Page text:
With winter’s chilly weather comes the need to stay warm and safe. Learn tips to help you keep you and your family safe during the winter. You will also learn ideas for what to put in an emergency kit for your home and car.

Around Your Home

  • Check all smoke detectors and carbon monoxide detectors to make sure they work properly.
  • If you use a space heater, use it as safely as possible. Keep space heaters away from water. Never use it near a sink or in a bathroom. Keep the space heater at least 3 feet (0.9 meters) away from curtains, furniture or anything that could catch fire. Watch your children and pets when a space heater is in use. Turn off the space heater when you leave the room or go to sleep.
  • Make an emergency kit in case you lose power. Store it somewhere you can reach it easily.
  • Check on older family members and neighbors. Make sure they’re okay, especially during bad weather.

In the Car

  • Make sure your car is ready for winter. Have your car checked by a mechanic.
  • Put snow tires on your car.
  • Check your gas tank, antifreeze and windshield washer fluid often. Keep them as full as possible.
  • Make an emergency kit. Store it in the backseat so you can reach it if your trunk freezes.

Going Outside

  • Always wear layers. Dress yourself and your children in layers, including coats, hats, mittens and waterproof boots.
  • Be careful crossing the street. Snowbanks can be hard to see around or can block sidewalks.
  • Always cover ice with ice melt, sand, salt or cat litter on your driveway or walkways. This will help prevent you and your family from slipping or falling.
  • Check your driveway, walkways and street for black ice. Black ice happens more often when ice or snow melts during the day and freezes again at night.
  • Use snow blowers carefully. Make sure the snow blower is off before putting in gas or unblocking a jam. Keep your hands away from moving parts.

Playing Outside with Your Children

  • Never walk or play on frozen ponds, lakes or rivers. Children, adults and pets can fall through the ice and get seriously hurt.
  • Watch your children closely during any winter activities. This includes sledding, skiing, snowboarding or snowmobiling.
  • Wear protection during winter activities. Wear a helmet and goggles.
  • Choose a safe sledding path. If your child is sledding, make sure the end of the path doesn’t lead to a street with cars, trees, buildings or other structures.
  • If your child uses a snowmobile, make sure he/she is old enough and knows how to use it properly. If your child is under 16, he/she shouldn’t drive a snowmobile. If your child is under 6, he/she shouldn’t ride a snowmobile with someone else driving.
  • Watch for signs of hypothermia (low body temperature). Hypothermia is caused by being in a cold environment for long periods of time, like being outside in cold weather or falling into a frozen pond, lake or river. Go inside and warm up if you notice you or your child is shivering, tired, has pale or cold skin or has blue lips. Call the doctor or go to the hospital if you notice you or your child can’t stop shivering even after warming up, feels dizzy or breathes slower than usual.

Preparing for an Emergency

Below are ideas for what to include in a kit to keep at home and a kit for your car for emergencies.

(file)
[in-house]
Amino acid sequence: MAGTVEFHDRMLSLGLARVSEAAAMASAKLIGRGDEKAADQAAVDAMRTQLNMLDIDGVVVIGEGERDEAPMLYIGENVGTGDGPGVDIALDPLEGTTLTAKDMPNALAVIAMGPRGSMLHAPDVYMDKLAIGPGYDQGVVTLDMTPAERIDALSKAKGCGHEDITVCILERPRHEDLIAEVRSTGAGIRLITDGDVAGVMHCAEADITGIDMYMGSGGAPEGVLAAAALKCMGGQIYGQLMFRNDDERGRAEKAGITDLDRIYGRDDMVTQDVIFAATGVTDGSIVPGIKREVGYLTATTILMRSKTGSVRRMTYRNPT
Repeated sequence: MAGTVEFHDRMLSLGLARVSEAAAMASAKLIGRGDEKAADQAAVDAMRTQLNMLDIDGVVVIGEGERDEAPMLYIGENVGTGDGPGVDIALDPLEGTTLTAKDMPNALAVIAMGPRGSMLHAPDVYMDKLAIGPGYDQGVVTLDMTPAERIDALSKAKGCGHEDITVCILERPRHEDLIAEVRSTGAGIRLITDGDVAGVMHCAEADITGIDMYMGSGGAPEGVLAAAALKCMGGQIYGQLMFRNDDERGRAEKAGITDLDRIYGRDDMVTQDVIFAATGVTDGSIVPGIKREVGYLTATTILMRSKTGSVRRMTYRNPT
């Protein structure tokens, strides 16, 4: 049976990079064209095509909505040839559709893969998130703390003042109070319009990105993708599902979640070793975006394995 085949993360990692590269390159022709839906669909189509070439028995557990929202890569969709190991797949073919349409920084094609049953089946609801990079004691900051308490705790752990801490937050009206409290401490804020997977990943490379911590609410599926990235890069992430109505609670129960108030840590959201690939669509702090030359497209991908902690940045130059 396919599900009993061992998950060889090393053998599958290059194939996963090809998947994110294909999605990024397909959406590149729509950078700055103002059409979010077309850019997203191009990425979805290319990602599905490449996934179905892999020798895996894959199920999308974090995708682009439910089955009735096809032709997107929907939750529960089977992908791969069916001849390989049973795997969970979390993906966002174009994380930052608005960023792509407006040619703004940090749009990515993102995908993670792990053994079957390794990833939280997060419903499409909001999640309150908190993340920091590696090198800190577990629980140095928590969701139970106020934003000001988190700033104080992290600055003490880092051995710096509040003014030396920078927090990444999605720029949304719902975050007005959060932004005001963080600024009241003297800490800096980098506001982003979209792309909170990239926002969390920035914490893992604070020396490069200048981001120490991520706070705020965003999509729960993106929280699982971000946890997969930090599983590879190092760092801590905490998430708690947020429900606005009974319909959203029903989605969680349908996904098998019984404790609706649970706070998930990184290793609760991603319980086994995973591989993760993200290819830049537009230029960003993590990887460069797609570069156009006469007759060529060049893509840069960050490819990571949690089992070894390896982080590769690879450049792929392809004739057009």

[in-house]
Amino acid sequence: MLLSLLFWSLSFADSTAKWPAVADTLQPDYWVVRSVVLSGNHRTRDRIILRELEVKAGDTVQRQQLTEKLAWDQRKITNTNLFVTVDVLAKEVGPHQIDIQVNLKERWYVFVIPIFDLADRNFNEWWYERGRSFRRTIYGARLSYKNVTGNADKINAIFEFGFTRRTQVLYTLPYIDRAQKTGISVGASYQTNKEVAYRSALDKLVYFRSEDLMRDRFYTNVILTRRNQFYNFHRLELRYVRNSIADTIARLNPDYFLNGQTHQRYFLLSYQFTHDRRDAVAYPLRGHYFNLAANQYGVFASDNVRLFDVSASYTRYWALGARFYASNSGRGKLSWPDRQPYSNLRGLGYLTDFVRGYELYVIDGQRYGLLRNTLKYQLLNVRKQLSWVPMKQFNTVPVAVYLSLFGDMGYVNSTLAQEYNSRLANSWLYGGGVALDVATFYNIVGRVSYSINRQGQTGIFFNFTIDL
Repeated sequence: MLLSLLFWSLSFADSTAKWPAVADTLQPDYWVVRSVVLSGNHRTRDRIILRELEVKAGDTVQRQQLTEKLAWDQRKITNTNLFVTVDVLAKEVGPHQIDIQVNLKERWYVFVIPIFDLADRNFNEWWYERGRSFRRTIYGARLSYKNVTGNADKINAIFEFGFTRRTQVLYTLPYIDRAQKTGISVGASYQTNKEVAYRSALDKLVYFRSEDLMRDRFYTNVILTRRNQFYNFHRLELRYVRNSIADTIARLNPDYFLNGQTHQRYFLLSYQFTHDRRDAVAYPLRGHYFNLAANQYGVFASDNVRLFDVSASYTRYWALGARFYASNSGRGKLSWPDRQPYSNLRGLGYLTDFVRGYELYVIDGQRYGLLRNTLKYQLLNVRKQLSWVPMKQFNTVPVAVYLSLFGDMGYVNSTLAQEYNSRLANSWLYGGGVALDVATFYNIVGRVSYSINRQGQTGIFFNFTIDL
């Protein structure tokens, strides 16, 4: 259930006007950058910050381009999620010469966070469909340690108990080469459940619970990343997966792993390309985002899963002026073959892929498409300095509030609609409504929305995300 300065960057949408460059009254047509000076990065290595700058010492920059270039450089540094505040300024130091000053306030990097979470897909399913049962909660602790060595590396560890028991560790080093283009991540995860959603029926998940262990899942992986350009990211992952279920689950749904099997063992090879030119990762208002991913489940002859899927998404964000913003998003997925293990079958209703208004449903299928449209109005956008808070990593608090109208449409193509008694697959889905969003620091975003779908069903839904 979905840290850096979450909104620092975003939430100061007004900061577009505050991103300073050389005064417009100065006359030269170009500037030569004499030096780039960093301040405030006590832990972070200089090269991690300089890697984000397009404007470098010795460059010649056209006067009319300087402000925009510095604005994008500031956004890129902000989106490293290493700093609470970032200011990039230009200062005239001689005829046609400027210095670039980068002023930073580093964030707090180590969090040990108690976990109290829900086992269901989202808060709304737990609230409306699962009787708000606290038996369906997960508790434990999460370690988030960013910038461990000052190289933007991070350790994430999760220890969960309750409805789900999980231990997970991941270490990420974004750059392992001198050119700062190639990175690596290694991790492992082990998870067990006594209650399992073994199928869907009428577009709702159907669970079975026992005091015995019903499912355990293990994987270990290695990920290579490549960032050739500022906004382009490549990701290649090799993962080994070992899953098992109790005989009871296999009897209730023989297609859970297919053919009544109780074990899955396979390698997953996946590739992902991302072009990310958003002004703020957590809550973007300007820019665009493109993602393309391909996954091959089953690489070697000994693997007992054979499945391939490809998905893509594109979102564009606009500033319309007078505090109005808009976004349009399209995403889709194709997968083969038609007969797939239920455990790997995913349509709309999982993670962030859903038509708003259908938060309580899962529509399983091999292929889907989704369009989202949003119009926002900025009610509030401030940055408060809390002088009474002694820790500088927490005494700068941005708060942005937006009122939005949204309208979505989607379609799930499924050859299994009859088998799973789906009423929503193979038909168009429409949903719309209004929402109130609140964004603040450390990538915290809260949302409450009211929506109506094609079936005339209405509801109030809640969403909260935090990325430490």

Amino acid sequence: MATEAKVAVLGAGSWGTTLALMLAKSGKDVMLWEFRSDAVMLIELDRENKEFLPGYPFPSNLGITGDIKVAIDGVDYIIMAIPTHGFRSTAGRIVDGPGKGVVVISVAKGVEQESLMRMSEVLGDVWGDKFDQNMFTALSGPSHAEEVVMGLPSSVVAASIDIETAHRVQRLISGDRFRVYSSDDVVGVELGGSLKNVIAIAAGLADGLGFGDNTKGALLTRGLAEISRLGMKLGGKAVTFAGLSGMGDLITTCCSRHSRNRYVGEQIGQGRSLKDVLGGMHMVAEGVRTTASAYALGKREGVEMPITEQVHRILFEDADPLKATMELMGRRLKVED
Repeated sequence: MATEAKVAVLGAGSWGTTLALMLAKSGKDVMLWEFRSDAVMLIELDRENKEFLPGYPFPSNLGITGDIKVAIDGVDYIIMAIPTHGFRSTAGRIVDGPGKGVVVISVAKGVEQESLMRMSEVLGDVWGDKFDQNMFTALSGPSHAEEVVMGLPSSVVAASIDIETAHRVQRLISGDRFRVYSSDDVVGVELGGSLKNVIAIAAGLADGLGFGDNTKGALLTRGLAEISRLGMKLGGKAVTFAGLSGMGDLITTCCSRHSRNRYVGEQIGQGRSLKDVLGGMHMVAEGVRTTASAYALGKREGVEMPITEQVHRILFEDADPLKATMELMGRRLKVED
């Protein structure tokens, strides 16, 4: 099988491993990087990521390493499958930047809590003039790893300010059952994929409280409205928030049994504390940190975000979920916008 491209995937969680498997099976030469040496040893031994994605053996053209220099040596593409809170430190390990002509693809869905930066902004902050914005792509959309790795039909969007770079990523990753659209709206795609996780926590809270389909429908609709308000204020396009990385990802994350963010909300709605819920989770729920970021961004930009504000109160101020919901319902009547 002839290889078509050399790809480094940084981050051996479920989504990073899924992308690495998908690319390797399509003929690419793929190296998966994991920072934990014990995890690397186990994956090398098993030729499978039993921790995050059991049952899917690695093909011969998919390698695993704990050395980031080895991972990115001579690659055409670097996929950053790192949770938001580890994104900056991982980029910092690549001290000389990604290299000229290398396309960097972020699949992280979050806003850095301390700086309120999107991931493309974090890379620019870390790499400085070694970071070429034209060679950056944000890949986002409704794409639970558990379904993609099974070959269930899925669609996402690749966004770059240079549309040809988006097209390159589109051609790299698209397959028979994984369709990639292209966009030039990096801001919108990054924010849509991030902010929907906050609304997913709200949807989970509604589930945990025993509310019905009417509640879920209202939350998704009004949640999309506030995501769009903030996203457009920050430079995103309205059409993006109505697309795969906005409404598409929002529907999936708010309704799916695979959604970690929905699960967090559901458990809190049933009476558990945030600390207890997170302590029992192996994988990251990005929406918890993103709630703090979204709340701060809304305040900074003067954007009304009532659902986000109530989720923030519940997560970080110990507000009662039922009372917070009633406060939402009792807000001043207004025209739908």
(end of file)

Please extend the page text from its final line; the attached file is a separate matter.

Emergency Kit Supples for Your Home

Here is a list of supplies you should put in your emergency kit for your home:

  • Flashlights and battery-powered lamps with extra working batteries
  • Candles and matches
  • Battery-powered or crank radio
  • First aid kit. Make sure the supplies in the first aid kit aren’t expired. If they are expired, buy a new first aid kit.
  • Food that doesn’t spoil easily. This includes bread, packaged snacks, dried fruit, canned foods and baby food (if you have a baby).
  • Bottled water
  • Can opener you can use without electricity
  • Extra prescription medications
  • Extra pet food (if you have pets)
  • Blankets or sleeping bags
  • Warm clothes, like coats, socks, mittens and hats
  • Bag of ice melt, sand, salt or cat litter to put on ice in your driveway or walkways
  • Shovel and ice scraper
  • List of important phone numbers to call in case of an emergency. This can include family members, your local police and local fire department.

Emergency Kit for Your Car

It’s best to travel as little as possible during a storm, but sometimes you might need to travel. Here is a list of supplies you should put in your emergency kit for your car in case you need to travel or get stuck in a storm:

  • Cell phone charger and extra working batteries
  • Flashlights with extra working batteries
  • First aid kit. Make sure the supplies in the first aid kit aren’t expired. If they are expired, buy a new first aid kit.
  • Tool kit
  • Shovel and ice scraper
  • Battery-powered or crank radio
  • Brightly-colored flags or help signs
  • Food that doesn’t spoil easily. This includes bread, packaged snacks, dried fruit, canned foods and baby food (if you have a baby).
  • Bottled water
  • Paper towels
  • Blankets or sleeping bags
  • Warm clothes, like coats, socks, mittens and hats
  • Paper road map
  • Compass
  • Tire chains or rope
  • Booster cables
  • Bag of ice melt, sand, salt or cat litter to put on ice in your driveway, walkways or the road
  • List of important phone numbers to call in case of an emergency. This can include family members, your local police and local fire department.

Rev. 4/2020. MassGeneral Hospital for Children and Massachusetts General Hospital do not endorse any of the brands listed on this handout. This handout is intended to provide health information so that you can be better informed. It is not a substitute for medical advice and should not be used to treatment of any medical conditions. Reviewed for plain language by the Blum Center and MGHfC Family Advisory Council.